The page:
The problem with quality is that you usually have to pay up for it. Often, the stocks of gotta-have businesses are selling at gotta-pass prices.
But fortunately for bargain-hunting investors like you and me, some of today's most proven, high-quality stocks are trading for prices that range from reasonable to back-the-truck-up cheap.
Without further ado, here are four high-quality, gotta-have stocks on sale.
The greatest brand in sports
If you're guessing Nike
According to a recent book by James Andrew Miller and Tom Shales, ESPN is "worth more than the entire National Football League, worth more than the NBA, MLB, and the NHL put together."
ESPN's dual income stream from cable and advertising makes it a cash cow for its parent, Disney
ESPN has quietly built quite a moat for Disney and has grown to make up an outsized portion of its parent company's profitability. The Media Networks segment, which includes ESPN, makes up two-thirds of Disney's profits.
Disney is down 20% off its 52-week high and is trading at a solid five-year price multiple of 15.6. This is a reasonable price for a company chock-full of iconic brands, but believe it or not, I'm more bullish on the other three at today's prices.
Two deceptive winners
I frequently hear frustrated investors complain, "But look at the price charts of Wal-Mart
And they're right. Sort of. But they're forgetting two things.
- Earnings have exploded. Wal-Mart and Microsoft both earn almost three times as much in net income as they did in 2001. If you look at earnings per share, which factors in Microsoft's massive share buybacks, we're talking four times higher!
- Those flat returns don't include dividends. Wal-Mart paid out $27 billion in dividends over the last decade (over a 10th of its current market cap). Microsoft's total is $64 billion (over a quarter of its current market cap).
So in the last 10 years, Wal-Mart and Microsoft have massively improved their profitability while paying back shareholders goodly portions of their capital. For this, they trade for 11.5 and 8.7 times next year's earnings. Add in Wal-Mart's potential international growth and Microsoft's underrated staying power and both are serious blue-chip bargains!
The next stock may be just as discounted.
The greatest investor at a discount
The greatest investor in the world is bullish on the company he knows the best.
Translation: Warren Buffett announced that his holding company Berkshire Hathaway
Buffett is being disciplined as always, not willing to pay more than 1.1 times Berkshire's book value. The current value is flirting with that price at 1.18 times book value. Volatility could bring it under 1.1 quickly.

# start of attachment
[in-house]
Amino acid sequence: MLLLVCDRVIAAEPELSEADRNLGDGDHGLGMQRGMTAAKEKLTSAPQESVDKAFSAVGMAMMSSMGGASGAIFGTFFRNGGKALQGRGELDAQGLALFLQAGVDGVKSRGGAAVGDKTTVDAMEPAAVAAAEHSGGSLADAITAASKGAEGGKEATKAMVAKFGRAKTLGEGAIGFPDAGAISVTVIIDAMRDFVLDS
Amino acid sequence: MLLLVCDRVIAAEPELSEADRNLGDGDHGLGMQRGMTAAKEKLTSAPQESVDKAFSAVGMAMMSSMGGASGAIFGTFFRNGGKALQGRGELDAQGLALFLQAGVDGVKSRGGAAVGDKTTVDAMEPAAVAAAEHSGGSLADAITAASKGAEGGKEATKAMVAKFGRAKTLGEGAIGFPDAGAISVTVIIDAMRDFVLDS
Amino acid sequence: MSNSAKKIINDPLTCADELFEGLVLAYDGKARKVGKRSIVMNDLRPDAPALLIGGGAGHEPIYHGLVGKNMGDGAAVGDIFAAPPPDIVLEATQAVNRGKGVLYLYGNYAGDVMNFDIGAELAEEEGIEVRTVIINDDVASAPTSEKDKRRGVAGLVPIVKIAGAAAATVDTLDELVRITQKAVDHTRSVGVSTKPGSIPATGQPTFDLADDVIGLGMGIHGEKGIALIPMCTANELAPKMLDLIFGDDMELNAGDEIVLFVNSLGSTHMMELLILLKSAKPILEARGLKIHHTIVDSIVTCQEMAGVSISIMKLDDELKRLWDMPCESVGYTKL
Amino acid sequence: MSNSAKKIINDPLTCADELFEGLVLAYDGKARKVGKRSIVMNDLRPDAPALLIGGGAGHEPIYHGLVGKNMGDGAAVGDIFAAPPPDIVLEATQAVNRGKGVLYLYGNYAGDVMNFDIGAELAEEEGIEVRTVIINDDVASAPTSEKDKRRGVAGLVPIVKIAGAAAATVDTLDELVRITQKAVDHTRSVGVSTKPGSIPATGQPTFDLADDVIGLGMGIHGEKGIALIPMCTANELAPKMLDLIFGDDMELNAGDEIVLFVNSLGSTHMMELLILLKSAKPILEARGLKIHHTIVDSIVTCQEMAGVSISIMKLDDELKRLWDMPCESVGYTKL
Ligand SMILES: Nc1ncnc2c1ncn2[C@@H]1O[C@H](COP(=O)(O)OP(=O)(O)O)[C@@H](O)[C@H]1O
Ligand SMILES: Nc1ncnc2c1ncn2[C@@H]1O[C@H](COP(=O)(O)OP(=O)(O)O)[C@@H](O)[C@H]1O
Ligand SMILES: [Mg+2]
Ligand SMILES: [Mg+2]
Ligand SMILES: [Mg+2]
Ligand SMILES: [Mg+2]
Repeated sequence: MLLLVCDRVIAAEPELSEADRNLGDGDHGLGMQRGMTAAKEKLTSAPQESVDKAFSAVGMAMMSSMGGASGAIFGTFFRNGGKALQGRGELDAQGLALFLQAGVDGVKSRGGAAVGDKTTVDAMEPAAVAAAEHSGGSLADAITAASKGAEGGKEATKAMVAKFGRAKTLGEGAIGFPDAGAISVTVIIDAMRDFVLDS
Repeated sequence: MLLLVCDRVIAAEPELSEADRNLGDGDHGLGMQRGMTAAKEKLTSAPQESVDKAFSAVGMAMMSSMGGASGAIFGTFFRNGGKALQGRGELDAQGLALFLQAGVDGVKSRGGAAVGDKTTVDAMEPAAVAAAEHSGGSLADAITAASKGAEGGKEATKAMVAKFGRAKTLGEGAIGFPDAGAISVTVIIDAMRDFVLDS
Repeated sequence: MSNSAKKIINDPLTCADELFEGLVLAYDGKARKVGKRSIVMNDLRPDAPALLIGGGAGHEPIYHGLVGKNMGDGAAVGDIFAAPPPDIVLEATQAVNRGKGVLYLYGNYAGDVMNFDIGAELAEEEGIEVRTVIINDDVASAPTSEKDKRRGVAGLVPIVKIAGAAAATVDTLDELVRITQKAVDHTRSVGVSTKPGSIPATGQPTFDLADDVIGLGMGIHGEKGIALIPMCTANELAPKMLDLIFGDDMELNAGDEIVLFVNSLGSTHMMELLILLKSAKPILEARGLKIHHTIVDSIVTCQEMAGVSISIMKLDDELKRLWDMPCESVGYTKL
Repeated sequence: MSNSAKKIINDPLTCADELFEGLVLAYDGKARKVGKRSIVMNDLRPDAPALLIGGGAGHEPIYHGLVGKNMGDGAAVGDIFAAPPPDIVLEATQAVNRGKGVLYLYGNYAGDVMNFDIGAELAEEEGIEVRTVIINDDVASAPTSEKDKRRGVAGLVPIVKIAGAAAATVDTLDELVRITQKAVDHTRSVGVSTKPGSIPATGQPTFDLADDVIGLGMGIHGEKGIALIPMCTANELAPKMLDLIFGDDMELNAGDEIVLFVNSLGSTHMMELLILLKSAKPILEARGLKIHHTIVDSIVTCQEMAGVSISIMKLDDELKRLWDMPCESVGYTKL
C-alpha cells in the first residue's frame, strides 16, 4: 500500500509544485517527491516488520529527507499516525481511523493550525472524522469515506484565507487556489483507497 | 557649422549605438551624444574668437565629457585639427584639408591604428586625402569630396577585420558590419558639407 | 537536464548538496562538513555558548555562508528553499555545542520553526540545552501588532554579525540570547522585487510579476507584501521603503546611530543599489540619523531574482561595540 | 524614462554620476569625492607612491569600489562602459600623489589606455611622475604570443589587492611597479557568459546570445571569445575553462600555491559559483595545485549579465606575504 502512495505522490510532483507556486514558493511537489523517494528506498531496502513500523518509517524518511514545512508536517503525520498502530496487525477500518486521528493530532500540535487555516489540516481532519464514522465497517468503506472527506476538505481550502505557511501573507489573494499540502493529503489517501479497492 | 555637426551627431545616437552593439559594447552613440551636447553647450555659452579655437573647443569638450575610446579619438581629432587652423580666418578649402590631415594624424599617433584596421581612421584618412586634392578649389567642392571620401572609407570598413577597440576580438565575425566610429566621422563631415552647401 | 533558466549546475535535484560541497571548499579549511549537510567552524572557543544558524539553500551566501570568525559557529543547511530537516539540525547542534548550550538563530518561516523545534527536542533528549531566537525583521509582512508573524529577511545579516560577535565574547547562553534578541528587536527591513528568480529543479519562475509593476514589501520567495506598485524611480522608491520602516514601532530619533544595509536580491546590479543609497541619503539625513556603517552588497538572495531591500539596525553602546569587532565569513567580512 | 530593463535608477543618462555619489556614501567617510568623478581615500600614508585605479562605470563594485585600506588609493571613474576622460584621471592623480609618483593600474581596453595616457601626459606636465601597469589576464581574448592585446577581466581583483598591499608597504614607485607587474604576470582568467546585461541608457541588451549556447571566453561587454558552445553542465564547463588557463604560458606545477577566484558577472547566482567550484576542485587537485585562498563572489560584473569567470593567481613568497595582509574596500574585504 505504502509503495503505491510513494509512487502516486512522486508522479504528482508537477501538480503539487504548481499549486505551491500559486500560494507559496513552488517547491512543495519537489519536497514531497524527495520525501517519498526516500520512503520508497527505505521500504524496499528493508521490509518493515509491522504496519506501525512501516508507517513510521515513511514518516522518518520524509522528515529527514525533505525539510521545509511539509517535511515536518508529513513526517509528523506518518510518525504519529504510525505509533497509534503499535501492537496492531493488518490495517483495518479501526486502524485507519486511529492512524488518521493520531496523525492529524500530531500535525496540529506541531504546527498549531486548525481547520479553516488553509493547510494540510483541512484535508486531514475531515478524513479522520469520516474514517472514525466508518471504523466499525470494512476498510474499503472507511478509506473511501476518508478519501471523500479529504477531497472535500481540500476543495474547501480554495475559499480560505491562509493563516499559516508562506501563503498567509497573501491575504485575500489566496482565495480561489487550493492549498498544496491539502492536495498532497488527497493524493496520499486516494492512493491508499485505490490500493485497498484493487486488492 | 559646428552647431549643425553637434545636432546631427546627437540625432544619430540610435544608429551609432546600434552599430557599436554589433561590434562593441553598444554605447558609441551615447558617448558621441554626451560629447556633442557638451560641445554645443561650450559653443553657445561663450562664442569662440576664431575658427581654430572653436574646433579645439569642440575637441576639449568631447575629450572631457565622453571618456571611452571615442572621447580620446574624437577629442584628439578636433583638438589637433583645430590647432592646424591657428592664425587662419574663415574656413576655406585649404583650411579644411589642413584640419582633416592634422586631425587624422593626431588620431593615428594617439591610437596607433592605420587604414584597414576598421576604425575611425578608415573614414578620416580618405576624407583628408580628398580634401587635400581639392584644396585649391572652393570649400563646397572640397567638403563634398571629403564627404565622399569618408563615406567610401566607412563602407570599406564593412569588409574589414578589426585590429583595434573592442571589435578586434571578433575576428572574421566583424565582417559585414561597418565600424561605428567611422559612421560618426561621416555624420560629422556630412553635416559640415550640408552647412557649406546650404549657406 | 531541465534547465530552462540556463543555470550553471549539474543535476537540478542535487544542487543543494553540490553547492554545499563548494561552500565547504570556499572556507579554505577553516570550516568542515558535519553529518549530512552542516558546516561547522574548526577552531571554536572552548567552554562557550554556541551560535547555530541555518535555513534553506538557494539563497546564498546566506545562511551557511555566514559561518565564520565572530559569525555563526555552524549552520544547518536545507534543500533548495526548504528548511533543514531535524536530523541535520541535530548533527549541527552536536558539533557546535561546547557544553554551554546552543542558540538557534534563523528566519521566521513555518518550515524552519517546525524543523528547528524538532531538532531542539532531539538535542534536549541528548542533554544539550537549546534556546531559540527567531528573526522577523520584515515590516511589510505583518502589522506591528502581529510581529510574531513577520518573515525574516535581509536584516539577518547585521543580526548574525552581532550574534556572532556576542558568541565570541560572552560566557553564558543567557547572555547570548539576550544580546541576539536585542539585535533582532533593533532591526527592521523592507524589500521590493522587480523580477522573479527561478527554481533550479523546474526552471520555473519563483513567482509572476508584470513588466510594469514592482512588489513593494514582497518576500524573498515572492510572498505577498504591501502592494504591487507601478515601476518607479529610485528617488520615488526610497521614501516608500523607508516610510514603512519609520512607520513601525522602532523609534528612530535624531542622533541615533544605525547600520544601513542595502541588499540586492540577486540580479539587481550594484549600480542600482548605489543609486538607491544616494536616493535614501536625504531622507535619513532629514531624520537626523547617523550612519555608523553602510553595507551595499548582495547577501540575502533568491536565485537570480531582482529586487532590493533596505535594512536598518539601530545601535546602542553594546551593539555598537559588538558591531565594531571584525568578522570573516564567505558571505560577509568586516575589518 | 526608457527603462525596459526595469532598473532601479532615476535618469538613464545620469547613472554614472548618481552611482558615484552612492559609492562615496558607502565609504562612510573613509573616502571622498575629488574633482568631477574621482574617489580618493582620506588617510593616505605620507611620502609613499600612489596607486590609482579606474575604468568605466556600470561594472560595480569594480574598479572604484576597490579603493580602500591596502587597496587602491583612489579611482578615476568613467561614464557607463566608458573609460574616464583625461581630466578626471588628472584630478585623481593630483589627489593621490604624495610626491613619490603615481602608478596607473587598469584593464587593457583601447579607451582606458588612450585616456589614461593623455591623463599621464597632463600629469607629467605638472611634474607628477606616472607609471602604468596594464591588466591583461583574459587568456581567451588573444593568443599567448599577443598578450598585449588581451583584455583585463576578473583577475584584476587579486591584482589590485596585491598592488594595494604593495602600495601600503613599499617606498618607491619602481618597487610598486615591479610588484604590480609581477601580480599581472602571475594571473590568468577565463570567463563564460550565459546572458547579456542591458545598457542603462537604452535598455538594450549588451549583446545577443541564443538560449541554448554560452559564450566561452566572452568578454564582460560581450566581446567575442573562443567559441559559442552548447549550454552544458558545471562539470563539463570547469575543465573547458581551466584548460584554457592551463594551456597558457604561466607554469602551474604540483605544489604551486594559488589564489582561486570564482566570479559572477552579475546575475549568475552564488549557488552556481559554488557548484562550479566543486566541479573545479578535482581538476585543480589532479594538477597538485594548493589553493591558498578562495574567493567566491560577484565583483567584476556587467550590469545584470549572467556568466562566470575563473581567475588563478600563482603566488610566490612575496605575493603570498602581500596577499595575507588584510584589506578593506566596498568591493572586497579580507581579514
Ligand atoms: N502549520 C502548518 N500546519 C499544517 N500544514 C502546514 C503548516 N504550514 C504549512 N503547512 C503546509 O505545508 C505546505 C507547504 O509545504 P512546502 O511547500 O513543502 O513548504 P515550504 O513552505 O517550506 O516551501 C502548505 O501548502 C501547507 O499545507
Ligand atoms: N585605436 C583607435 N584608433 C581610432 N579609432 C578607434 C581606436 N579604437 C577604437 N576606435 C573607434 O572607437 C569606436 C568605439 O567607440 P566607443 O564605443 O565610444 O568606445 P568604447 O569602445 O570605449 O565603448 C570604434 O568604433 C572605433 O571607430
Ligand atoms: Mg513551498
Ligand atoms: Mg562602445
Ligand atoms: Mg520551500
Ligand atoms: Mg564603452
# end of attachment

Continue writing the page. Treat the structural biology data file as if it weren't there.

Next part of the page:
Not impressed with Buffett loving his own handiwork? Chew on this. Bruce Berkowitz is among the best mutual fund managers out there. Perhaps the best. Morningstar named him "Domestic-Stock Fund Manager of the Decade" for the 2000s. Yet his fund holds almost 10% of its assets in Berkshire stock -- essentially outsourcing a sizable chunk of his investing decisions to Buffett.
That's a powerful combination of endorsements.
And I can add one more endorsement to the list. The Motley Fool's very own Million Dollar Portfolio owns shares of Berkshire Hathaway (as well as those of Microsoft and Wal-Mart). If the kind of investing I've been writing about appeals to you, I invite you to grab a free report detailing five stocks hand-picked by the Million Dollar Portfolio team. Just click here to access your copy now. We hope you enjoy the free report!
Anand Chokkavelu owns shares of Microsoft, Berkshire Hathaway, and Disney, but he holds no other position in any company mentioned. The Motley Fool owns shares of Microsoft, Wal-Mart, Berkshire Hathaway, and Under Armour. Motley Fool newsletter services have recommended buying shares of Berkshire Hathaway, Microsoft, Under Armour, Disney, Wal-Mart, and Nike. Motley Fool newsletter services have recommended creating a diagonal call position in Wal-Mart; creating a bull call spread position in Microsoft; and creating a diagonal call position in Nike. Try any of our Foolish newsletter services free for 30 days. We Fools may not all hold the same opinions, but we all believe that considering a diverse range of insights makes us better investors. The Motley Fool has a disclosure policy.